The first Marigold Hotel film was nothing spectacular, either in its writing or its direction, but it had a distinct advantage of appealing to an older demographic by compiling some of the grandest titans of British cinema: Judi Dench, Maggie Smith, Bill Nighy, and Penelope Wilton, just to name a handful. And this worked out in the film’s favor, as these performers injected life into these characters that lesser actors would have been unable to do. And now, in the second installment, the kindest thing I can say is that we have received more of the same. The first film is the better installment, but if you had any interest in seeing these characters grow further, this will certainly meet your fix. To abuse a pun seemingly used by every other critic out there, this truly is the second best Exotic Marigold Hotel.
If you haven’t seen the first film, you’ll likely be lost, as this installment largely relies on your knowledge of the characters and how they grew and developed in the first film. A few months later, Evelyn (Judy Dench) and Douglas (Bill Nighy) are having trouble admitting their affection for one another, Madge is torn between two suitors, Norman struggles with monogamy and has potentially set up his girlfriend Carol to be murdered by a hitman, and Muriel (Maggie Smith) continues to co-manage the hotel with Sonny. Sonny is the true star of this installment, though, paradoxically enough given this sequel’s key over-60 demographic. He wishes to expand the Exotic Marigold franchise, ignoring his fiancé Sunaina as she prepares for their wedding and growing jealous as she becomes closer to her dancing instructor.
If this sounds over-stuffed with plotlines, you’d be partially correct. While Sonny is the grounding force that keeps the story in a continuing arc, every other character’s story feels like an obligatory continuation of where they ended in the last film, but none of their tales really interconnect either eventfully or thematically. The first film had the benefit of being based on a novel, but here it seems the screenwriter had definite struggles in balancing so many characters while keeping them all in the same timeline, hence why Sonny has surfaced as a de facto protagonist.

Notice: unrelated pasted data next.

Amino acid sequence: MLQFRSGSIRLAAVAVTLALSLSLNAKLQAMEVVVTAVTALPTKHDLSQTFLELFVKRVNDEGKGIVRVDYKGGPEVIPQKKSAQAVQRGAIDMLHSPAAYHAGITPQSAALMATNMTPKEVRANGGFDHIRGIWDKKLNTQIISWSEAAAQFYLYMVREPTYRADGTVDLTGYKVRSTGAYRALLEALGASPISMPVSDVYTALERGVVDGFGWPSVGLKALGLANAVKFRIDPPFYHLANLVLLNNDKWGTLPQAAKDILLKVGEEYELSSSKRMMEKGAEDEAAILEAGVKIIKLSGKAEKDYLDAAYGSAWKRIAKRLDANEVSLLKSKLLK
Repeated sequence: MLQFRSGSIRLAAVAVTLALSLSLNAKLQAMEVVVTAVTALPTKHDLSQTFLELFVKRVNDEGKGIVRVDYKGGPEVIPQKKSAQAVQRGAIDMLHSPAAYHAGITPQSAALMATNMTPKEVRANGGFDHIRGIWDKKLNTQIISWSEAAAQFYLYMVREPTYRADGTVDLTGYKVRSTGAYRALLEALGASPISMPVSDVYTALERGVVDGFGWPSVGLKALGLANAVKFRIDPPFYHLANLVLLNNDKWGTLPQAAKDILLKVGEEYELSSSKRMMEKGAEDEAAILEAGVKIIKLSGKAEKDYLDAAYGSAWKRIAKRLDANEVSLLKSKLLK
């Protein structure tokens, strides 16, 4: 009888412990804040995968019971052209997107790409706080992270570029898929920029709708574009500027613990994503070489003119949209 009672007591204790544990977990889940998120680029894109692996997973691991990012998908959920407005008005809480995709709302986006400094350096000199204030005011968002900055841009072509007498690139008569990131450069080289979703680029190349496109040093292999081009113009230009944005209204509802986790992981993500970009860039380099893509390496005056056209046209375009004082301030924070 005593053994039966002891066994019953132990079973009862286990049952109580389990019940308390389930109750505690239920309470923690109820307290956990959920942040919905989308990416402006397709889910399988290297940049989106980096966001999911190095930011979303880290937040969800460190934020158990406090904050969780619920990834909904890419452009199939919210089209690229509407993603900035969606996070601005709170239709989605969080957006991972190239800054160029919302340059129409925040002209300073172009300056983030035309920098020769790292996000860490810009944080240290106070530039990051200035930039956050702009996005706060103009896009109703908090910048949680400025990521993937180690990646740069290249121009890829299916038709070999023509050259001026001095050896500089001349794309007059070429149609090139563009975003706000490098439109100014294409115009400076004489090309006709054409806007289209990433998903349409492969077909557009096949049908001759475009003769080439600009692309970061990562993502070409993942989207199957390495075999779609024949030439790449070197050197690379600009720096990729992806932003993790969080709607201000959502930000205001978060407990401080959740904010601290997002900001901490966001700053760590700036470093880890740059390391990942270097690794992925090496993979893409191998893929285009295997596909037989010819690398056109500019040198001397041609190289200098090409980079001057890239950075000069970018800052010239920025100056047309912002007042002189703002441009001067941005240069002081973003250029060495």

Still, I find it hard to complain about seeing so many great actors on screen at once, bringing the exact same charm they offered in the last film. The Indian locales are beautiful as ever, shot with a tourist’s reverence. The film’s climax does drag on, considering just how may resolutions it feels it needs to portray, but the resolutions are hardly the point in a franchise that seems to pride itself on acting as a reaffirmation that being elderly does not mean that you have to live your life like it’s an ending. All in all, The Second Best Exotic Marigold Hotel is precisely what it sets out to be: more of the same. If you enjoyed the first film, you’ll likely enjoy this one. If you haven’t seen the first film, it’s not bad, and likely worth checking out. And then watch this one, as you’ll likely still get the same sense of catharsis, if only less so.
Can films targeted at the elderly still retain appeal for those in the ever important under-30 demographic? Leave your thoughts in the comments below.